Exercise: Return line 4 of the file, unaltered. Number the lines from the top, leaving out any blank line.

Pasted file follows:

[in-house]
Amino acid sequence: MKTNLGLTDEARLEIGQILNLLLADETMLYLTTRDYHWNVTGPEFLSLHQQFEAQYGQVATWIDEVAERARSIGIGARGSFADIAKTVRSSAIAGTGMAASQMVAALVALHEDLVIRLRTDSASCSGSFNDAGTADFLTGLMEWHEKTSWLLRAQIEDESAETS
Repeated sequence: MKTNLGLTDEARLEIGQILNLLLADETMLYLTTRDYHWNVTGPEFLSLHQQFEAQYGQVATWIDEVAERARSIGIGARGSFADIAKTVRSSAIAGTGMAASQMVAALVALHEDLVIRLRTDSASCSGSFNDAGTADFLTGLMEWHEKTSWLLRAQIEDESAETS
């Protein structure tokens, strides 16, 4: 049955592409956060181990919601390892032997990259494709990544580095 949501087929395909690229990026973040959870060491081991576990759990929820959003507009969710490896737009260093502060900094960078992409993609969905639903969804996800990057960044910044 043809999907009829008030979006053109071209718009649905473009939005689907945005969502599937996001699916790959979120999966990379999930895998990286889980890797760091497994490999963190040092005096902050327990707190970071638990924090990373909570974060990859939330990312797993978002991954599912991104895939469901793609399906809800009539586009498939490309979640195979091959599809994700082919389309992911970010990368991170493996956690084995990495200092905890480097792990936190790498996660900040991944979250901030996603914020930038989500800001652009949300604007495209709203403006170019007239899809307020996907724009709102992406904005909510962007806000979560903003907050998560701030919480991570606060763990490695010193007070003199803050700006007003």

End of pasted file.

């Protein structure tokens, strides 16, 4: 049955592409956060181990919601390892032997990259494709990544580095 949501087929395909690229990026973040959870060491081991576990759990929820959003507009969710490896737009260093502060900094960078992409993609969905639903969804996800990057960044910044 043809999907009829008030979006053109071209718009649905473009939005689907945005969502599937996001699916790959979120999966990379999930895998990286889980890797760091497994490999963190040092005096902050327990707190970071638990924090990373909570974060990859939330990312797993978002991954599912991104895939469901793609399906809800009539586009498939490309979640195979091959599809994700082919389309992911970010990368991170493996956690084995990495200092905890480097792990936190790498996660900040991944979250901030996603914020930038989500800001652009949300604007495209709203403006170019007239899809307020996907724009709102992406904005909510962007806000979560903003907050998560701030919480991570606060763990490695010193007070003199803050700006007003």